A row over new Zambia mining taxes has deepened after foreign mine owners rejected the proposed fiscal regime and threatened to seek international arbitration to resolve the stand-off, officials said on Tuesday.
The foreign firms told a watchdog committee of the parliament that they were rejecting the proposed windfall profit tax at a minimum of 25 percent and an increase in mineral royalty to 3.0 percent from 0.6 percent because the government had not consulted them over the proposals.
Attorney general Mumba Malila however, told Reuters that there was no need for litigation because the new tax regime was “fair for the mining companies to continue making profits.”
“We hope they will not drag the government into an expensive litigation exercise. There is no need for litigation because the new regime still allows them to make profits and they will soon see that,” Malila told Reuters.
In January, the government also introduced a variable profit tax at 15 percent on taxable income above eight percent and raised corporate tax to 30 percent from 25 percent in a move that will effectively raise mining taxes to 47 percent from the previous 31.7 percent, starting from April.
First Quantum Minerals country manager for Zambia, Chisanga Puta-Chekwe, said the Canadian-based firm would seek to renegotiate its 15-year agreement on low taxes with Zambian authorities.
“We are really eager to renegotiate with the government, but if this fails, it will be difficult to avoid invoking (a clause on) international arbitration over the matter, although this is not our preferred course of action,” Chekwe-Puta told Reuters.
He said the government had assured First Quantum Minerals it would not increase existing taxes or introduce new taxes during the 15-year stability period.
“The reason First Quantum raised money to invest in Zambia was because there was a guarantee that for 15 years, tax agreed upon would not go up and that there would be no new tax introduced,” Puta-Chekwe said.
Chekwe-Puta said the proposed taxes would prevent First Quantum Minerals from conducting expansions at its mining units.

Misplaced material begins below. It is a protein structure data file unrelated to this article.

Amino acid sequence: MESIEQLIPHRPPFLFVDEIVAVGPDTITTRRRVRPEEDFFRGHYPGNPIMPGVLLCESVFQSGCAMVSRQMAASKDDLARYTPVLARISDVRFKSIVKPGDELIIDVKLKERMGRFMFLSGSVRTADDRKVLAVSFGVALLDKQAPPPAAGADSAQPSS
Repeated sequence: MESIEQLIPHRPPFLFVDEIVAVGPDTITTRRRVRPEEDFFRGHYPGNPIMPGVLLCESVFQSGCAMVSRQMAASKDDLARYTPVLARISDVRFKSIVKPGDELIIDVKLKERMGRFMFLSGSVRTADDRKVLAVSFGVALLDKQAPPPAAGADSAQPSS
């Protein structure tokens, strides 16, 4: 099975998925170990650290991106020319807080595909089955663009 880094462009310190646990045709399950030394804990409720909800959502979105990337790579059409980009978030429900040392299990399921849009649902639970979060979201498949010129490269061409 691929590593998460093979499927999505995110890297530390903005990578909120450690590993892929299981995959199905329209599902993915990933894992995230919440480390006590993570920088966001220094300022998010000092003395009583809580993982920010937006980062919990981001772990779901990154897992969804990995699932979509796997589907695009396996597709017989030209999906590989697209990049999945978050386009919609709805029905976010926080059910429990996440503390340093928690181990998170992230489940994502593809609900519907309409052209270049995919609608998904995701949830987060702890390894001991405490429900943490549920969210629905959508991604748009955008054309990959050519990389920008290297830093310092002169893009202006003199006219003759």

Managers of the major copper and cobalt mines also told the parliamentary committee that they wanted to renegotiate contracts they signed with the government, which awarded them exemptions on taxes for periods between five and 20 years.
Senior managers of Mopani Copper Mines, a joint venture of Swiss firm Glencore International AG and First Quantum Minerals, Chibuluma Mine Plc, a unit of South Africa’s Metorex , Chinese-owned Chambishi Copper Mine complained over the new taxes.
Others were from Luanshya Copper Mines and Lumwana Mining Plc, owned by Australia’s Equinox Minerals Ltd. .
“The stand-point is the approach the government has taken (because) they told us we have to renegotiate the development agreements and up to now we are waiting to be spoken to,” Frederick Bantubonse, the head of Zambia’s Chamber of Mines, a think-tank on mining, told Reuters.
“This (stand-off) means that Zambia will not be credible to foreign investors and it will discourage further foreign direct investments,” Bantubonse added.
Head of operations at the country’s premier Konkola Copper Mines (KCM), C.P Baid, said the proposed taxes would ‘jeorpadise’ KCM operations.
“The new taxes will make Zambia uncompetitive, unattractive and will lead to destruction. There is need for meaningful dialogue before new taxes are implemented,” the state owned Zambia daily Mail quoted Baid as saying to the parliamentary committee.